There is much being written by the national and international media, buoyed by their politics and agenda, and a message being pushed by NGO’s, outside governments, and various agencies, politicians, partisan players, and “those with a principled agenda” as regards the “plight” of the Ethiopian community in Israel: the State is racist.

Yes. There are major political, social, and especially economic issues and struggles amongst the majority of more than 140,000 Ethiopians in Israel. Issues of race, culture, and disadvantage are also at the forefront of recent demonstrations and clashes with law enforcement.

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But Israel can boast of an Ethiopian success that not even Ethiopia match. Israel can boast of a success with a non-native population far exceeding its native population--within literally months of its founding.

And yet, Israel never had separate drinking fountains, or schools, or train cars, or education systems. Israel has not had a racial or religious based banishment of people from government or public service. Israel does not permit discrimination in employment or hiring practices. Israel did not have slavery and can look at it’s magical history in welcoming--literally-- a “melting pot” of people from every single country in the world.

Yet, sordid characters are claiming apartheid.

And I want to say clearly, concisely, directly: this ain’t your poppa’s South Africa, this ain’t your momma’s Klu Klux Klan American South!!

If you want to see such turn to ISIS, turn to Islamic ruled or western manipulated nationd in Africa or Asia. Israel is a bastion of freedom, democracy, self determination and goodness. And like every other nation it grapples with it’s flaws and its deficiencies.

But Israel doesn’t just grapple with it’s flaws. It welcomes them. It knows bringing in millions of Jews from around the world, many refugees, many poor, many not knowing even basic aspects of their Jewish origins or faith will be difficult and expensive and put pressure on social structures and economic sustenance. But Israel does it anyway and sees it through.

Of these naysayers, how many even ask: “Why are Ethiopians living in Israel?”

Here is why:

In 1991 the Israeli government planned a covert Israeli military operation to airlift Ethiopian Jews to Israel. The transport of 14,325 Ethiopian Jews over 36 hours of non-stop flights was codenamed Operation Solomon.

Why did this operation occur and why covertly?

In 1991, the sitting Ethiopian government of Mengistu Haile Mariam was close to being toppled with the military successes of Eritrean and Tigrean rebels threatening Ethiopia with dangerous political destabilization. Israel and a host of Jewish welfare organizations were concerned about the well-being of the Ethiopian Jews, known as Beta Israel.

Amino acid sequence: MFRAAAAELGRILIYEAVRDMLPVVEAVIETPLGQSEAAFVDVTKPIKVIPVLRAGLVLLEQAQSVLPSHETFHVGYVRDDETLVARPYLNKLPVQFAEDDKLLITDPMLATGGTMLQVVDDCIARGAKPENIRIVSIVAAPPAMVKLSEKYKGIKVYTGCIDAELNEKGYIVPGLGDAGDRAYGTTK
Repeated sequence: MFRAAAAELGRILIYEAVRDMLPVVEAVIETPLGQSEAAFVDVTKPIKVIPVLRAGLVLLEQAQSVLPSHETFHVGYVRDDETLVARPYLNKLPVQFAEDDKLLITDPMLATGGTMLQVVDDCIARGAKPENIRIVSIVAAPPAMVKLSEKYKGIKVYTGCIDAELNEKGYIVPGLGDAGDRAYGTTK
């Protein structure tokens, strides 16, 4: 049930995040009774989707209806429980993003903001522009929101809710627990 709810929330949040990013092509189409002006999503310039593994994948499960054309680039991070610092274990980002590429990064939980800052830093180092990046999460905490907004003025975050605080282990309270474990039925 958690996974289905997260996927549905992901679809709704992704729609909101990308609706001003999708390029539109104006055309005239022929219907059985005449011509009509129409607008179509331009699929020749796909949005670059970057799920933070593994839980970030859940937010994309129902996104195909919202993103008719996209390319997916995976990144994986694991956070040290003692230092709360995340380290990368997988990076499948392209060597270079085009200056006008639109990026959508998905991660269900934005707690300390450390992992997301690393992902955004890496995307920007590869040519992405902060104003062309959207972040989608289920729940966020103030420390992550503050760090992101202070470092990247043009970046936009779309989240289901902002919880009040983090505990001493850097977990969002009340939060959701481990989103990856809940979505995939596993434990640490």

The Mengistu regime made emigration difficult for Ethiopian Jews and his intentions were to permit such only in exchange for weaponry. The regime's dwindling power presented an opportunity.

The operation was kept secret by military censorship. Many of the immigrants came with nothing except their clothes and cooking instruments and several pregnant women gave birth on the plane.

Operation Solomon cost Israel $26 million(in 1991) to pay off the dictator-led government, Several years prior, Israel rescued some 8000 Ethiopians to escape a looming famine raging across Africa in a clandestine airlift dubbed Operation Moses. Additionally, Operation Joshua and Operation Sheba were the 1985 removal of 494 Ethiopian Jews from refugee camps in Sudan.


Ethiopians have succeeded here in Israel despite many challenges in acclimation to language, culture, education, expectation, and economics. Almost every oleh(immigrant) experiences any variety of challenges in this country and while I might not have experienced racism, I have experienced extreme discrimination in a variety of settings--including professionally-- regarding my country of origin. Even, here. Even in Israel. Even as a Jew.

There are dozens upon dozens of Ethiopian notables in Israel who have achieved admirable success in a society that has offered them opportunity, education, support, and applause:

Knesset Members: Adisu Massala(the first Ethiopian-Israeli to serve in the Knesset), Shlomo Molla, Rabbi Mazor Bahaina Aleli Admasu, Pnina Tamano-Shata, Shimon Solomon Avraham Negussie. These representatives served across the political spectrum and across all demographics

Activists: intellectual Taamrat Emmanuel, educator and aliyah activist, Yona Bogale, aliyah activists, Fareda Aklum and Baruch Tegegn; Gadi Yavarkan, Daniel Uria, and author and journalist, Tsega Melaku.

Distinguished Military officers: Issachar Makonnen, Tzion Shenkor, Avraham Yitzhak, Hadas Malada-Mitzri.

(Tzion Shenkor, Distinguished IDF Officer)

Cultural figures range from actors Meskie Shibru-Sivan, Tehila Yeshayahu-Adgeh and Sirak M. Sabahat to musicians Abatte Barihun and Hagit Yaso to writers Omri Teg'Amlak Avera to Asefu Baro to a myriad of powerful and prominent journalists to fashionistas Esti Mamo, Yityish Titi Aynaw, and world-renowned designer Avi Yitzhak.

(Abatte Barihun)

Israel’s Ethiopian community is correct to fight for more and for better. The media is right to report Israel news and current events. But those who report on the present and the demand to be able to celebrate a better future have a responsibility to provide context for the present failures and to celebrate Israel’s past and present ‘Ethiopian success’.
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